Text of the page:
Nick Dibble, Manager of CyberSecurity Engineering at Mayo Clinic answers 10 questions for Rochester Magazine
Rochester Magazine: I casually invited you to get a beer and take part in a laid-back conversation, and then I received an Outlook calendar invite with an agenda attachment.
Nick Dibble: Yes, that’s entirely accurate. My wife loves when I do that at home. We have a shared Google calendar with multiple calendars inside of it. So that way, we can closely coordinate all of my important, spontaneous events.
RM: Why did you pick the Tap House to meet?
ND: It makes me feel young and hip.
RM: Fair enough. Are you one of these guys that never sleeps?
ND: I sleep about five hours a night.
RM: And you can live like that?
ND: For the for the most part. Yeah.
RM: So when you were considering your mayoral run …
ND: I want to say it was about a year and a half ago when Rochester Magazine made a strong electoral suggestion that I run for mayor.
RM: You were really riding the wave after you used your video doorbell to catch Rochester’s Porch Pirate stealing diapers from your doorstep.
ND: I did a TED Talk earlier that year. And I spent probably around 100, 120 hours over the course of seven months preparing for that 18-minute TED Talk.
RM: It was excellent, by the way.
ND: Thank you. It’s on YouTube and has a respectable 4,000 views.
RM: And 62 dislikes.
ND: I know! How do you have dislikes on that TED Talk? That TED Talk was literally about helping disabled children. And people saw that and were, “I hate this.” Anyway, then a lady steals diapers from my doorstep. That video has garnered around 80,000 views on Facebook. So the idea is if you want to get your message out you just need to, apparently, steal something from someone’s porch.
RM: You busted her. I mean, you were relentless.
ND: I like to tell anyone who will listen that I have dedicated my entire life to solving minor crime in Rochester.
RM: Now you’re working hard on the dog-pooping-in-the-yard issue?
ND: Oh, yeah. This is a whole crisis in Rochester’s neighborhoods. Occasionally we’ll see people leave their dog poop on the lawn. Which requires a whole different level of surveillance and sophistication.
RM: Do you still have your homecoming crown from Kasson High School, 1997?
ND: Wow. Yeah, I do.
RM: How often do you wear it?
ND: It’s in the storage room. I like to remind the kids of my win every so often. So maybe once a year.
RM: On a more serious basis, 2008 started off on a really high note for you. You found out you were going to be a dad. But then you realized there were some issues. How did that change you?
ND: Yeah. We found out we were having twins, and there were very severe complications with that prognosis. At the end of a long NICU stay, my son Blaise passed away, and then we started to learn about ongoing challenges that my son, Adrian, would be having. It really catapulted me into adulthood, if you would. Prior to that, I was a single guy, and freewheeling and traveling and partying. My experience really framed what was important to me—having a voice for people who don’t have a voice like my son. That is never, ever a role I thought that I would want or that I would take on, but …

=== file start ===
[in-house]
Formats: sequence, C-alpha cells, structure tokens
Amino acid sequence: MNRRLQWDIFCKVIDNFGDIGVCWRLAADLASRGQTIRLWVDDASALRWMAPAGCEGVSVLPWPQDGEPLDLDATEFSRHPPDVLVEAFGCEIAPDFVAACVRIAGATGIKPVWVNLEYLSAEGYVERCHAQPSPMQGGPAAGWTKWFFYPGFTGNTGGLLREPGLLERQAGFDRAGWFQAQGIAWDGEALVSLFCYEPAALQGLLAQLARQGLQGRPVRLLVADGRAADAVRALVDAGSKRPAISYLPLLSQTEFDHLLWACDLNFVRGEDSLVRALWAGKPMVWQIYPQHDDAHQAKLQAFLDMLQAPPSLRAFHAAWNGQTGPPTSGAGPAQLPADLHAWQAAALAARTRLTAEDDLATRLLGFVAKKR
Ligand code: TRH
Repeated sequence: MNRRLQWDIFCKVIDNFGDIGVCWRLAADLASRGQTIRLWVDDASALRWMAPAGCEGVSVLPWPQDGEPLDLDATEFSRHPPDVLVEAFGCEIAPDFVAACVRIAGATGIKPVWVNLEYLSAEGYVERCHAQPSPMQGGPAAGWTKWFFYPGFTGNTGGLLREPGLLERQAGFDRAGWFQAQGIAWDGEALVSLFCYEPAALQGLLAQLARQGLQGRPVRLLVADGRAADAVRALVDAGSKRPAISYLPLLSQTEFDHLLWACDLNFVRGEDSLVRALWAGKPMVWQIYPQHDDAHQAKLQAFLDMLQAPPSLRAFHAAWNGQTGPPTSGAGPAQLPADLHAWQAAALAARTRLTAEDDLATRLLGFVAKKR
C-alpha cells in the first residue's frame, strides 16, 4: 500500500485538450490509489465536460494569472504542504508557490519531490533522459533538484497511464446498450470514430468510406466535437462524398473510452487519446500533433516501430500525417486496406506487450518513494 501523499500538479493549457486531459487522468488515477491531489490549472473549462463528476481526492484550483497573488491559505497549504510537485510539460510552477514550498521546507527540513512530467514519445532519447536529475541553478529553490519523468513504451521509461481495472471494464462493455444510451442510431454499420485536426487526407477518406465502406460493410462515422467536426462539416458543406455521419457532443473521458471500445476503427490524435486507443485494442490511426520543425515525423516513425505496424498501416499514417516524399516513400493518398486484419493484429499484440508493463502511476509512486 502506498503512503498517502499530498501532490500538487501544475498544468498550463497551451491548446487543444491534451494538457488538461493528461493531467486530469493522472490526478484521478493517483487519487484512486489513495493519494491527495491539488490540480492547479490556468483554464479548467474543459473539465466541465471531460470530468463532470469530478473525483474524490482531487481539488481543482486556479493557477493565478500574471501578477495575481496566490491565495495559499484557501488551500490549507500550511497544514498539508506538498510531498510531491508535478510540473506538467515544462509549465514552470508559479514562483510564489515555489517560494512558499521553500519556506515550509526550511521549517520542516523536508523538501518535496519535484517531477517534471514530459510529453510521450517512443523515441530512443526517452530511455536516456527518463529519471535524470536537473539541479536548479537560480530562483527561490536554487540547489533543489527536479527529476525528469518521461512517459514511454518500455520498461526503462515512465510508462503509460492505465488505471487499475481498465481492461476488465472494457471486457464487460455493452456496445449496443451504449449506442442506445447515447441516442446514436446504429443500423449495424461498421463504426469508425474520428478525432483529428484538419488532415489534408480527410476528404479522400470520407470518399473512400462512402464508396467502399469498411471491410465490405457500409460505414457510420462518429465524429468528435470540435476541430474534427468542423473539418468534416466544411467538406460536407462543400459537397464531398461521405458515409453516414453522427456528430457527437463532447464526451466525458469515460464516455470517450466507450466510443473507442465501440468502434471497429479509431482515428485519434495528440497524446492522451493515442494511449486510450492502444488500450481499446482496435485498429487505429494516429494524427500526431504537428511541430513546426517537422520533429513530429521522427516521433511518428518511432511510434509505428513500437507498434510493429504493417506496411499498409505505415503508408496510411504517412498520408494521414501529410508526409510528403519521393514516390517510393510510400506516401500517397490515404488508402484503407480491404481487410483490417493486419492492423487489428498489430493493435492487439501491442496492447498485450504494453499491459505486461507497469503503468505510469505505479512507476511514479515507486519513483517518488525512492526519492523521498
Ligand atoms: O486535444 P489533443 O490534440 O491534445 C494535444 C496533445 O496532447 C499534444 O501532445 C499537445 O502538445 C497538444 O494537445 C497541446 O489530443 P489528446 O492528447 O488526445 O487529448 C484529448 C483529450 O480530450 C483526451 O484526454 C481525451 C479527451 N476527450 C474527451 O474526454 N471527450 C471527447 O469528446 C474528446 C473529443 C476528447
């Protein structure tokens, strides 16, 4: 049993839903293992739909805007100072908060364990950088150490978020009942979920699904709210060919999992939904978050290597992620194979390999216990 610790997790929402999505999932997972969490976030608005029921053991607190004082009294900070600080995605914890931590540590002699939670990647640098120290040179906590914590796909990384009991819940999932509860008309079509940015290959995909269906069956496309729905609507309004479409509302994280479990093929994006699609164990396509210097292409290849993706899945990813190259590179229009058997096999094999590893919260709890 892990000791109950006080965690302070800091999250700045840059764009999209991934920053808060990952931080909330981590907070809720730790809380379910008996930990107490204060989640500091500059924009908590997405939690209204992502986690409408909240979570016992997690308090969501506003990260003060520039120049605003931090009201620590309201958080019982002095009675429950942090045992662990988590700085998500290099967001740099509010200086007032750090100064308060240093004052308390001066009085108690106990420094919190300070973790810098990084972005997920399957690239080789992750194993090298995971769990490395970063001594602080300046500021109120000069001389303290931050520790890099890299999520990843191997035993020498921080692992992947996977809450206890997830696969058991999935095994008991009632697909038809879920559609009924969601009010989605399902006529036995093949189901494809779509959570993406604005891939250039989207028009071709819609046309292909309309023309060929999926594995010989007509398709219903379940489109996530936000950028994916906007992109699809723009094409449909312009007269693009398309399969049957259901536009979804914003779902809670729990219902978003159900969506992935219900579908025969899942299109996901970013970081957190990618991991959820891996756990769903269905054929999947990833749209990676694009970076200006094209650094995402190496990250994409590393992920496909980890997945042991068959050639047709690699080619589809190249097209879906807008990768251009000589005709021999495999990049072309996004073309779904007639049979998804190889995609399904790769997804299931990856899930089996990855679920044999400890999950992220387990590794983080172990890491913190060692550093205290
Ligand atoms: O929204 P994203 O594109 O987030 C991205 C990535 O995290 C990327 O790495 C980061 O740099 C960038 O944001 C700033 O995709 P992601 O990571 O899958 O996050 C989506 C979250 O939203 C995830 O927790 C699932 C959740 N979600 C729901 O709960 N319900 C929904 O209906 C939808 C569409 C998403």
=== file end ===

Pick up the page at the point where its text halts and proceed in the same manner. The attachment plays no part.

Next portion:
RM: The stress of caring for a child with a disability took its toll on you guys. Shortly after Adrian’s third birthday, you found yourself as a single dad. I know Adrian was having seizures. He wasn’t sleeping for days at a time.
ND: I was terrified, and I kept thinking to myself, “How am I legally responsible enough to take care of a child? How can the state allow me to be a father?” I could barely take care of myself. And I was brand new at Mayo Clinic when I started raising Adrian on my own. In fact, I was only there about six months, and I was absolutely terrified of losing my job. I will tell you that Mayo Clinic’s higher-up senior leadership to my team was absolutely nothing but 100-percent supportive. I honestly couldn’t have done it without them. They were incredible.
RM: Then you met Bri.
ND: My dating profile said something like, “Hey! Single dad, raising special needs child on his own! Has minivan!” People flocked to that.
RM: Yes. I can only imagine.
ND: But I met Bri. And now we have son Charlie and daughter Irelynd as well. They’ve been amazing.
RM: You were doing some amazing things in tech, but you had a hard time getting into Mayo.
ND: I had no college degree, and I think I applied at Mayo probably 40, 50 times. I was working in the dot-com startup world, and things were very volatile and I wanted some stability after we had Adrian. I was a CIO of an up-and-coming dot-com and I finally got a job at Mayo doing entry-level database management. Some people say their careers will move back to move forward, and I think that was kind of one of those moments.
RM: You’ve since gone through plenty of schooling and degrees and you’re now Manager of CyberSecurity Engineering. What do you do?
ND: Our group works closely with the Mayo Clinic security operation center. Our role is essentially setting up the tin cans around the campfire. So when those cans ring it lets our security operation center know, and then they do what they need to do.
RM: That’s just figurative, right?
ND: Mostly. Yes.
RM: Well, I think I’ve gotten through your agenda. You probably have to adjourn this meeting.
ND: No. It’s fine. I left “Open Forum” as the final agenda item with no time parameters. So we can finish eating.